North American vehicle carrier and logistics provider United Road Services has bought the auto transport division of rival firm Waggoners Trucking, making it the continent's second largest car haulier behind Jack Cooper Transport. The deal was carried out by United Road and its private equity owners, Charlesbank Capital Parnters, for an undisclosed sum.
The acquisition will almost double United Road’s truck capacity to 1,500 units of company-owned and independent contract equipment, as well as drawing on 3,500 third party carriers, serving 10,000 customers. Kathleen McCann, president of United Road, described the acquisition as a “strategic game-changer” for the company.
United Road will now operate out of 75 locations throughout the US and Canada and said it expects to move 2.5m new, used and speciality vehicles in 2014. The move means that United will grow its existing business with customers including BMW, General Motors, Volkswagen, Glovis (serving Hyundai and Kia), Nissan and others.
Waggoners’ Auto Transport Division was set up in 1987, and has headquarters in Texas and in Montana. United Road said its technology platform and national sales centre will complement Waggoners’ new car customer base by filling empty backhaul miles with remarketed volumes.
“Waggoners’ customer base was familiar to United Road and allowed us to grow with our existing customers while maintaining the significant diversity of our base,” McCann told Automotive Logistics. “The additional availability of the new Waggoners capacity will also help us service more remarketing customers while filling more empty miles on our company-owned and independent contractors’ trucks.”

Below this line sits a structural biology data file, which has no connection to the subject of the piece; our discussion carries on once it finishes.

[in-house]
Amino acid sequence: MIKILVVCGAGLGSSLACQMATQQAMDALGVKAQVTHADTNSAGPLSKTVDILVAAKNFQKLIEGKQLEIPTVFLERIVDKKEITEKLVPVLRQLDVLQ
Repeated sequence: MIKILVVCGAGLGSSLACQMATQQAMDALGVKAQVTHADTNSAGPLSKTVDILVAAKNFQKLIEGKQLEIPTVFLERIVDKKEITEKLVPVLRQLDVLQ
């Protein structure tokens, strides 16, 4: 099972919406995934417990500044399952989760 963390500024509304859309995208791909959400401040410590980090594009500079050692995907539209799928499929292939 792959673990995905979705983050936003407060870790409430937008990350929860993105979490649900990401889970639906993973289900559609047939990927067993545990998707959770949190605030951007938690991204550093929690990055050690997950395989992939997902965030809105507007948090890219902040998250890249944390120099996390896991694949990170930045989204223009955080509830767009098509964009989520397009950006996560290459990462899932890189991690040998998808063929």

McCann went on to say that the companies’ respective geographic territories were “extremely complementary” and the new deal would make United Road much stronger in the southern US.
“Operationally, the Waggoners’ operations are very dense in the south-central and southeastern US,” said McCann. “United Road is similarly situated in the northeast and midwestern US. We both service the western US, so the geographic penetration will improve the saturation within our national network, creating additional capacity.”
The move to take on more business in the southern US bodes well for business given the shift in vehicle manufacturing to that region and further south in Mexico.
McCann said that United Road would continue to grow its presence in the south and in the port areas as domestic manufacturing and import opportunities increase from Mexico and elsewhere. “The forecasts for Mexican manufacturing for export into the US are impressive,” she said. “We are positioning ourselves to service our customers as their growth continues.”
She went on to say that when integrated, United Road would have a national network of nearly 20 company-owned maintenance facilities, it would support its goals of on-time vehicle delivery and driver safety.
“We expect to see greater operating efficiencies through the implementation of our technology as well,” she added. “All in all, it was a very attractive acquisition for United Road and should create terrific opportunity for our people.”
United Road is owned by Boston-based Charlesbank, which bought the company from private equity firm Gores Group at the end of 2012.
The Waggoners aquisition markes the second large acquisition of a finished vehicle logistics carriers in North America in recent months, following Jack Cooper's takover of bankrupt Allied Systems, which had been North America's largest car haulier. The deal received government approval last month. The recovery in vehicles sales and production in the US, along with imports from Mexico, continues to drive demand for vehicle logistics, with logistics providers such as United Road and Jack Cooper looking to secure capacity. Jack Cooper Holdings' chairman, Mike Riggs, said earlier this autumn that the Allied acquisition was a "capacity play".
“It will allow us to do certain thing that maybe we couldn’t before, including adding capacity in Mexico," he said.